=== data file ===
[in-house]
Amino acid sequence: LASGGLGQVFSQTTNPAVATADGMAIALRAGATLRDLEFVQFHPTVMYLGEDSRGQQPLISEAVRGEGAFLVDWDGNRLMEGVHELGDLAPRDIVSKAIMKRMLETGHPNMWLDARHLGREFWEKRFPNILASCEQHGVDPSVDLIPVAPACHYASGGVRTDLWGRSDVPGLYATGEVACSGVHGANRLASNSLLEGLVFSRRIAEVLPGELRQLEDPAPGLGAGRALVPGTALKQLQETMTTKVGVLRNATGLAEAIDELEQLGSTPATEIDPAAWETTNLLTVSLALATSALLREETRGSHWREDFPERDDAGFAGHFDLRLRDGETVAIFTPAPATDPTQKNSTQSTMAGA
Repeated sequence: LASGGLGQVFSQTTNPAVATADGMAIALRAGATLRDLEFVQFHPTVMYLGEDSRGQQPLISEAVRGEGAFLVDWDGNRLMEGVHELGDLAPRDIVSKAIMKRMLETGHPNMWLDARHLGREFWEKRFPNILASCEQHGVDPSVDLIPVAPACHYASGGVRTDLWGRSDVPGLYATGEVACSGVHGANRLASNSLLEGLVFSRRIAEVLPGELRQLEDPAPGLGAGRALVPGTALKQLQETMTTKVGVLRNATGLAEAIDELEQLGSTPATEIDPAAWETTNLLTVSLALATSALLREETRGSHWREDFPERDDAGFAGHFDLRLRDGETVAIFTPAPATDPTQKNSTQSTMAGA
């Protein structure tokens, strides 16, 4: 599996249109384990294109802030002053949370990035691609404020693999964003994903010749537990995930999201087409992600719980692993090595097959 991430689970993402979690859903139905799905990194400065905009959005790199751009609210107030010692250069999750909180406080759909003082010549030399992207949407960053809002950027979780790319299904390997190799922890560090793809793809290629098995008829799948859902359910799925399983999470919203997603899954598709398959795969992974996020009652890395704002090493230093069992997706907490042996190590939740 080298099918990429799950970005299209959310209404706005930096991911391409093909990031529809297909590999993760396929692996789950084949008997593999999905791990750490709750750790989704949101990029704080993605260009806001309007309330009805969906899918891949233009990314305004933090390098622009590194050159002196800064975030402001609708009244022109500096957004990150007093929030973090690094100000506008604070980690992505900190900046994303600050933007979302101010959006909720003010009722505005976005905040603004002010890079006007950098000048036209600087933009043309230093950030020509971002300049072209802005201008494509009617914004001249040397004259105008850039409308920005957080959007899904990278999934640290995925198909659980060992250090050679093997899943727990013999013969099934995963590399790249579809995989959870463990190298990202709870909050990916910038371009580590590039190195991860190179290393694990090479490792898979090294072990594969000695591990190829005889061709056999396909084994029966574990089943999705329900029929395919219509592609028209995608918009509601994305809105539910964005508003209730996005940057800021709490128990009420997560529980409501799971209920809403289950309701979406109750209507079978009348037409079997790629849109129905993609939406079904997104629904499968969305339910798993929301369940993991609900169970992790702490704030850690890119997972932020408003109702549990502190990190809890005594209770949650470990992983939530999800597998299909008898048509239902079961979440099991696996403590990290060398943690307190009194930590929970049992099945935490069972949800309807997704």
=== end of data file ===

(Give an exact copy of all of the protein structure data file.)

[in-house]
Amino acid sequence: LASGGLGQVFSQTTNPAVATADGMAIALRAGATLRDLEFVQFHPTVMYLGEDSRGQQPLISEAVRGEGAFLVDWDGNRLMEGVHELGDLAPRDIVSKAIMKRMLETGHPNMWLDARHLGREFWEKRFPNILASCEQHGVDPSVDLIPVAPACHYASGGVRTDLWGRSDVPGLYATGEVACSGVHGANRLASNSLLEGLVFSRRIAEVLPGELRQLEDPAPGLGAGRALVPGTALKQLQETMTTKVGVLRNATGLAEAIDELEQLGSTPATEIDPAAWETTNLLTVSLALATSALLREETRGSHWREDFPERDDAGFAGHFDLRLRDGETVAIFTPAPATDPTQKNSTQSTMAGA
Repeated sequence: LASGGLGQVFSQTTNPAVATADGMAIALRAGATLRDLEFVQFHPTVMYLGEDSRGQQPLISEAVRGEGAFLVDWDGNRLMEGVHELGDLAPRDIVSKAIMKRMLETGHPNMWLDARHLGREFWEKRFPNILASCEQHGVDPSVDLIPVAPACHYASGGVRTDLWGRSDVPGLYATGEVACSGVHGANRLASNSLLEGLVFSRRIAEVLPGELRQLEDPAPGLGAGRALVPGTALKQLQETMTTKVGVLRNATGLAEAIDELEQLGSTPATEIDPAAWETTNLLTVSLALATSALLREETRGSHWREDFPERDDAGFAGHFDLRLRDGETVAIFTPAPATDPTQKNSTQSTMAGA
């Protein structure tokens, strides 16, 4: 599996249109384990294109802030002053949370990035691609404020693999964003994903010749537990995930999201087409992600719980692993090595097959 991430689970993402979690859903139905799905990194400065905009959005790199751009609210107030010692250069999750909180406080759909003082010549030399992207949407960053809002950027979780790319299904390997190799922890560090793809793809290629098995008829799948859902359910799925399983999470919203997603899954598709398959795969992974996020009652890395704002090493230093069992997706907490042996190590939740 080298099918990429799950970005299209959310209404706005930096991911391409093909990031529809297909590999993760396929692996789950084949008997593999999905791990750490709750750790989704949101990029704080993605260009806001309007309330009805969906899918891949233009990314305004933090390098622009590194050159002196800064975030402001609708009244022109500096957004990150007093929030973090690094100000506008604070980690992505900190900046994303600050933007979302101010959006909720003010009722505005976005905040603004002010890079006007950098000048036209600087933009043309230093950030020509971002300049072209802005201008494509009617914004001249040397004259105008850039409308920005957080959007899904990278999934640290995925198909659980060992250090050679093997899943727990013999013969099934995963590399790249579809995989959870463990190298990202709870909050990916910038371009580590590039190195991860190179290393694990090479490792898979090294072990594969000695591990190829005889061709056999396909084994029966574990089943999705329900029929395919219509592609028209995608918009509601994305809105539910964005508003209730996005940057800021709490128990009420997560529980409501799971209920809403289950309701979406109750209507079978009348037409079997790629849109129905993609939406079904997104629904499968969305339910798993929301369940993991609900169970992790702490704030850690890119997972932020408003109702549990502190990190809890005594209770949650470990992983939530999800597998299909008898048509239902079961979440099991696996403590990290060398943690307190009194930590929970049992099945935490069972949800309807997704």